Thomas Doty – Storyteller
Some notes from Hat Rock ¶ Thursday, 3 April 1986. ¶ Sun coming up over the shoulder of Hat Rock. Walking along the upper rimrock, I just spooked a rabbit. He bounded down the hillside to the road, then bolted. ¶ I have been to this place several times since I last wrote about it, but this is my first time this far up. The Columbia stretches below, smooth in the morning stillness, peopled with Canada geese and mallards. Meadowlarks fill the early shadows on the rock. ¶ Friday, 4 April 1986, along the Columbia River near Hat Rock. ¶ Ripples of clouds in the early morning reflect on the ripples of the river, then dive into the ripples on the river bottom sand. I am sitting on a washed-up log on the bank under a tree just budding into leaves, a wood duck nest drooping the branches nearly to the water, its owners watching me from 50 yards out. ¶ Pure joy! I have just found rock writings in a shallow shelter/cave near Hat Rock. The symbols are in red and painted on small panels, the rock here so jagged that the largest smooth face is no more than a few inches across. Most of the symbols are quite faded but the half dozen I can make out are all sun symbols, all of them circular with the exception of one which is rectangular. Several of the symbols are tucked away, nearly out of sight, some of them low in the cave, some of them high. ¶ The cave faces east and sitting in the cave entrance looking across the lagoon to Hat Rock, the sun rose this morning just to the north of the rock. Perhaps an equinox or solstice site. ¶ I've had a feeling about this area since I first came out here nearly 3 weeks ago. I'm glad I persistently followed my feelings. ¶ There is a total lack of vandalism at this site. Pretty rare. ¶ Some notes on translation (numbers correspond to sketch on page 161): (1)(2)(3) sun symbols (4) this place (cave), locater (5) sun at this place (6) 5 = sacred place (perhaps made with five fingers of hand) (7) lack of arms/hands = people travel here [and stay, no movement]. Sun for head = to see the sun. ¶ So far: People travel to this cave, a sacred place, to watch the sun. ¶ Umatilla Indian new year begins at winter solstice when the sun turns around and starts back to the people, according to Louie Dick, Umatilla from Pendleton I heard speak at a church a week ago. Perhaps the sun rises over Hat Rock at this time when viewed from this cave. Inlet below used to be a canyon several hundred feet deep according to local sources. Cave at that time must have been quite high and prominent, pre-1950s when McNary Dam was built. ¶ There are other symbols too faded to record.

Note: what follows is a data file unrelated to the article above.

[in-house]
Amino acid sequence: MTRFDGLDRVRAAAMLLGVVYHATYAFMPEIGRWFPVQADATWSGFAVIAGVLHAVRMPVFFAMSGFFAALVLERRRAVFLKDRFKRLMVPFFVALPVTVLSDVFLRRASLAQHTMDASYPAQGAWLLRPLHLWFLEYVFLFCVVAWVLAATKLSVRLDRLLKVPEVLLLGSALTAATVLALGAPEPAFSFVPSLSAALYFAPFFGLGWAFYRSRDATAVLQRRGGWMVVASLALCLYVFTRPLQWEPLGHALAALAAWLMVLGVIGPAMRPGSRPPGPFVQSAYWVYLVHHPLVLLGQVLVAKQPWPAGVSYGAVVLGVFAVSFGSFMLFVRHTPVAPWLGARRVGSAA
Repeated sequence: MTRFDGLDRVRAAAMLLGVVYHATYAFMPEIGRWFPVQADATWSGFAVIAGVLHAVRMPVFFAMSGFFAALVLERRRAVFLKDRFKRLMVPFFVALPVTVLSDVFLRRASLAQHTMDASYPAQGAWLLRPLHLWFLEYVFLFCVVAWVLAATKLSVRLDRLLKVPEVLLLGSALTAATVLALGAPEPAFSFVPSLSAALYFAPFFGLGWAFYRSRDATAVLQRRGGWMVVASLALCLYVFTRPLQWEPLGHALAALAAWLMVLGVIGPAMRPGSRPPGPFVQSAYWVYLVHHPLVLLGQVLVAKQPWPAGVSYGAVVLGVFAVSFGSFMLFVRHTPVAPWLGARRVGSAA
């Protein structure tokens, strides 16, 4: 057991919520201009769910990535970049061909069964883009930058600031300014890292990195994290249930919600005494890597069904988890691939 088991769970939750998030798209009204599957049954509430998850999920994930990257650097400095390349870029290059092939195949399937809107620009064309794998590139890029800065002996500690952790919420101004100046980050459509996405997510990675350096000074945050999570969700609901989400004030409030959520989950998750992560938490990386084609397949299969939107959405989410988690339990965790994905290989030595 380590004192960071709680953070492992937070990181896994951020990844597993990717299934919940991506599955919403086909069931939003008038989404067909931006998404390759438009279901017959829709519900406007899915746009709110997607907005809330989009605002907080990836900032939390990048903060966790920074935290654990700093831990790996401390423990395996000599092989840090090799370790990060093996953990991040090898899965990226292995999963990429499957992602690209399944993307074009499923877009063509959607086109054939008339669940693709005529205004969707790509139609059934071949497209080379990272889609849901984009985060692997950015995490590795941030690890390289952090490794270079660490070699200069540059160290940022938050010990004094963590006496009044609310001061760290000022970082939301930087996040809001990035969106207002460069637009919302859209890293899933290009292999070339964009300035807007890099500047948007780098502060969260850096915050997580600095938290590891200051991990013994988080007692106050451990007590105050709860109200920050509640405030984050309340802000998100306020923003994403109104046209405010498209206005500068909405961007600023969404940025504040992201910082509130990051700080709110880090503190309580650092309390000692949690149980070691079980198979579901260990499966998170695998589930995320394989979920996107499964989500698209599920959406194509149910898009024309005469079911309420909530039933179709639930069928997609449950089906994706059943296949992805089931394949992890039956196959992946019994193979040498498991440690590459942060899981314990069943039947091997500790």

10 May 2016. Over 30 years ago, I found this image, along with several others, tucked under a rock overhang along the Columbia River, within the boundaries of a state park. I asked around, and not only did no one know anything about it, the cultural resources folks at the park didn't even know it was there. And one of them was Indian!
In the years I have visited this site, the pictograph has faded considerably. Weather has blurred the edges, and the image now seems somewhat out of focus. Back in the Old Time, medicine people occasionally touched it up, keeping it brilliant and sharp. But since the fracturing of native cultures in the 1800s, that tradition, along with so many others, has been mostly lost.
For thousands of years, thousands of images along this river were as bright as the rising sun this image once represented. But sadly, many have faded into nothing in the past 150 years, or have been drowned behind dams. Of the images here, at what I now suspect is a summer solstice site, the one is the brightest red is the best "preserved." And thanks to modern digital photo editing, it looks better in this photo than it does on the rock.
Today, if a medicine person were to visit this image and touch it up -- even one who knew the sacred way of mixing the paint and the ceremony that goes with it -- he would be arrested for vandalizing an antiquity on public land. The current laws that were originally intended to protect these irreplaceable sites, are their death sentences. Me and the Rock People are offended!
3/16/2019: All of the photos below are from treks I made in 2016 and 2018. I'm fairly certain I have photos from my 1986 visit. As soon as they surface in the archives, I'll post them here.